Parkway Drive – Ire

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After three years, the Australian metalcore quintet Parkway Drive have finally returned with a follow-up to their highly acclaimed Atlas. Time flies, and these surfing lads keep exploring new musical grounds. Harsher critics may sigh in relief: ‘Finally, after releasing three identically sounding records in a row.‘ In truth, everyone close to the metalcore genre somehow has to realize that such a genre – made by combining death metal aggressive riffage, relentless growling and hardcore-punk energy – has its boundaries. Let us make this clear: Parkway Drive is not crossing these, but they do seem to be drifting on waters previously unexplored.

For a band active for over a decade now, that travelled around the globe couple of times – enjoying it to the fullest by the way [1] – it took them some time to realize the predicament they were in. If they had released another ‘solid’ metalcore album with nothing more than robust breakdowns, vivid drums patterns and screaming that makes you shiver every time you turn up the volume, they would only prove they are biting their own tail. Instead, they reached out for solutions not yet used before in their formula. What strikes from the album’s opener, with the rather straightforward title ‘Destroyer’, is the effort put in the guitar leads, which previously were either absent or done seemingly reluctantly.

When it comes to braver experiments, listener will note how close singer Winston McCall approaches hip-hop vocals in the first verse of ‘Crushed’, yet another tremendously heavy song to roll out of the speaker. To turn our attention to music videos, this tune has been supported by a rather average video effort [2], taking all the undeniable beauty of the song away via cheap CGI effects and clips of band performance. On the other hand, the video shot for ‘Vice Grip’ [3] shows way more involvement as the skydiving scenes in that piece were really performed by the band themselves, showcasing hardcore’s DIY ethic perfectly.

Parkway Drive

Cellos, a violin, a piano, acoustic guitars, and gentle but frenetic whispering – on paper, these elements seem unfeasible to appear with a metalcore group from the sunny Byron Bay. Yet, accept that Parkway Drive has taken a step forward by incorporating these above-mentioned sonic abominations for purist metalcore fans into Ire. As soon as ‘Writings on the Wall’ rolls in with its marching pace, resembling a panzer division rolling on the front, it is clear that this stylistic change – the groundwork of which was laid in ‘Blue and The Grey’ closing their previous album – has only done them good. It has saved the quintet from drowning in the modern metal mediocrity fuelled by dozens of bands with strange haircuts, tight jeans and colourful sleeve tattoos with nothing really valuable to offer. Well, apart from the fact that the formula of worn-out breakdowns, repetitive drum patterns solely based on fast-paced double kicks and mindless screaming from the top of their young lungs is nowhere to be found on this record, which only proves that the Australians are really worthy of attention.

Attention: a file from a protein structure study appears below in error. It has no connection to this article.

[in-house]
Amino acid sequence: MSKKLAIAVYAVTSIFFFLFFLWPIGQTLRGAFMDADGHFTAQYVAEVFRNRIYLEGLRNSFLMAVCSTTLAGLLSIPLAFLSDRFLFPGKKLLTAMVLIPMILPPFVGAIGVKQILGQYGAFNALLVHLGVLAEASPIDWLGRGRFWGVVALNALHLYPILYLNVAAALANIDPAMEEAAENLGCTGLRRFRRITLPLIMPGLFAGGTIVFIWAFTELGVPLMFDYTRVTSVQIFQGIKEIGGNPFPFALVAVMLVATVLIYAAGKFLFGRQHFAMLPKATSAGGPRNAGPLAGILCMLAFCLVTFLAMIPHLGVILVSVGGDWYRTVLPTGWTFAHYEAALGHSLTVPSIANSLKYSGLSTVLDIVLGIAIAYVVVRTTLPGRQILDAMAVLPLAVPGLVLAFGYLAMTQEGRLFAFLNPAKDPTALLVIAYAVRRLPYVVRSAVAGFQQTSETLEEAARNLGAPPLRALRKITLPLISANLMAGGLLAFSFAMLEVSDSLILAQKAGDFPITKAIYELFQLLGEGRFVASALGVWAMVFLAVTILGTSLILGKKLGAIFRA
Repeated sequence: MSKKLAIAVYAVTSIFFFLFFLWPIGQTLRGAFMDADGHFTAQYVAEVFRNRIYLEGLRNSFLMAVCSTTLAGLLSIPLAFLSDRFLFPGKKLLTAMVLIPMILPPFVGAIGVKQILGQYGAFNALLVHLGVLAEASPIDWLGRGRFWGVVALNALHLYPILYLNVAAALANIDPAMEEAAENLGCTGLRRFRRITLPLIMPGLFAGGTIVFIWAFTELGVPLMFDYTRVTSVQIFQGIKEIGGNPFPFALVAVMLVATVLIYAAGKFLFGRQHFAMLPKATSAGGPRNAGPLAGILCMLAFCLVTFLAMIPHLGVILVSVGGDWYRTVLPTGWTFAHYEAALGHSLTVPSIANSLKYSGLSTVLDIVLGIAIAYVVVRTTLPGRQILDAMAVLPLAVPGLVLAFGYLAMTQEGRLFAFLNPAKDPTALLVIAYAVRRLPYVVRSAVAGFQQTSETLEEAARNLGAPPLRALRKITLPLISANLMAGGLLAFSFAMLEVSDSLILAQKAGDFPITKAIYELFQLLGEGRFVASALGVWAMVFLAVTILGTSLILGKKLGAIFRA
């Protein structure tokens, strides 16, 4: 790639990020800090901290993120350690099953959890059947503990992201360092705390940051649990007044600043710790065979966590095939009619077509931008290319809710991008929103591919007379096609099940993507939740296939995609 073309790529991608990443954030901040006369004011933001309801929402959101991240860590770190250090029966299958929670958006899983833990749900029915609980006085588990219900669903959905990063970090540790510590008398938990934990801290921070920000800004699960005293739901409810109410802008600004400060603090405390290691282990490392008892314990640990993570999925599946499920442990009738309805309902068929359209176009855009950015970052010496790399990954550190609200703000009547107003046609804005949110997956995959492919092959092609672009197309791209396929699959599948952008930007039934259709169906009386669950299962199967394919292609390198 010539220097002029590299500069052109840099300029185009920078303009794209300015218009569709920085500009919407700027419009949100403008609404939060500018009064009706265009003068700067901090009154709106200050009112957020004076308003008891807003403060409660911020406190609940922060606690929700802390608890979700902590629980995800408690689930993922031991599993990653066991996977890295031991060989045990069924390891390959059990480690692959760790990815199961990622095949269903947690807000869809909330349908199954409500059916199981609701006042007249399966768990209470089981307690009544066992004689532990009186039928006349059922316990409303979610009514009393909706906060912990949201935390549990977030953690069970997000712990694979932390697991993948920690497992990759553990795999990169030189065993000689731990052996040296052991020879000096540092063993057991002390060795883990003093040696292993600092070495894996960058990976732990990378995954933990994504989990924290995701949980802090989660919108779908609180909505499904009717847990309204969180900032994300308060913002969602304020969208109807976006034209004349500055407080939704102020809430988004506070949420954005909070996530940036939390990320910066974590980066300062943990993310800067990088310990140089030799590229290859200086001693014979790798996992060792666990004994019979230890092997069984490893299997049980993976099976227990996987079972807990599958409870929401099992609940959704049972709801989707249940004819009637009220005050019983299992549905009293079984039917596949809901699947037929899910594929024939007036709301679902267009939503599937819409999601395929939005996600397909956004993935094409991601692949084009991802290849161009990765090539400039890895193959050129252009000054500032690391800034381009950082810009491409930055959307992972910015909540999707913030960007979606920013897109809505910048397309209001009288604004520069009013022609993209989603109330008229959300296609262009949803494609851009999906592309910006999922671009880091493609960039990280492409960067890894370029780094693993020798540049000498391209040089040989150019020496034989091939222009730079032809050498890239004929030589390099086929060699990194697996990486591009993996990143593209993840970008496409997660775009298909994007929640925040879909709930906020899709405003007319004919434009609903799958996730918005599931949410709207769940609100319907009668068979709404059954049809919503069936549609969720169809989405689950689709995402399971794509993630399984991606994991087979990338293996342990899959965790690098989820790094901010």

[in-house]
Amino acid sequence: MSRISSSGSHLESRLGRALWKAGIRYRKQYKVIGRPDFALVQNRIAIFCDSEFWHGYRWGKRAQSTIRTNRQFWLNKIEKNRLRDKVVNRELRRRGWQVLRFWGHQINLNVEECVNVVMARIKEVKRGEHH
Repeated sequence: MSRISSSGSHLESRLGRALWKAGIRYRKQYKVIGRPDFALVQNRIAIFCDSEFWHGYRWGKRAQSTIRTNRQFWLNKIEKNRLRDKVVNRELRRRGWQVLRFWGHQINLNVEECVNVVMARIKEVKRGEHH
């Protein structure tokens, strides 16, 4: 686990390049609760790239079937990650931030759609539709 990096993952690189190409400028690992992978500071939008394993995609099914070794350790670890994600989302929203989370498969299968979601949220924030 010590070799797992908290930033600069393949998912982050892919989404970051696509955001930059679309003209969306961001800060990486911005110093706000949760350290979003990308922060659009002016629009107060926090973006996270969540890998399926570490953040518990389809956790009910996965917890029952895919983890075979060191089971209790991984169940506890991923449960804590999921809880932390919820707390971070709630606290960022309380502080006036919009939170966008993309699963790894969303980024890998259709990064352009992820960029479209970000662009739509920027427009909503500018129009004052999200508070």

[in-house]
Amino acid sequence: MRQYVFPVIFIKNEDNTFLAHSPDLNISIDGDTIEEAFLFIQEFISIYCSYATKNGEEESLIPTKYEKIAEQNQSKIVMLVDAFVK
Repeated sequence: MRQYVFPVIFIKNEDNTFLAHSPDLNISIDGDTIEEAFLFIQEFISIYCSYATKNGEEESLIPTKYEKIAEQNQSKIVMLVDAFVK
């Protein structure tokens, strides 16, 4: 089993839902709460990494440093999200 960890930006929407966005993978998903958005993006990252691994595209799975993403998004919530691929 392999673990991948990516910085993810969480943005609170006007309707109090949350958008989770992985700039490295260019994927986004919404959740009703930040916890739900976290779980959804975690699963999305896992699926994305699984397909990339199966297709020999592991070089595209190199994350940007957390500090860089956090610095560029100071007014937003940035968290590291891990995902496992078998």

Even if all the lyrical themes supported on the previous records are still in play, Ire brings undoubtedly even more anthems for people devoted to fighting for human rights, ecology and freedom of any kind. With their cannons aimed at worldwide corporations, oppressive tyrants and corrupted politicians, the band bring the new world hazards to light. The lyrics are straightforward and scathing like never before.

All in all, taking into consideration that the band has been around for about 12 years now and still gaining interest – see their live cover of Rage Against The Machine last year [4] – and still delivering vivid, robust and to a certain extent varied music, means only one thing. They are far from either stepping down from the path they chose long ago, or following the skinny youth bands mentioned earlier into a dead end street. Parkway Drive have proven with Ire that despite Australia still having a pop culture association with surfers and kangaroos, the country is home to young, creative and devoted musicians making top-drawer metalcore.

Footnotes:
1. Their live DVDs and the exhaustive documentary certainly indicate so.
2. Video for ‘Crushed’
3. DIY attitude applied & enjoyed to the fullest.
4. The anti-establishment classic in a new form.

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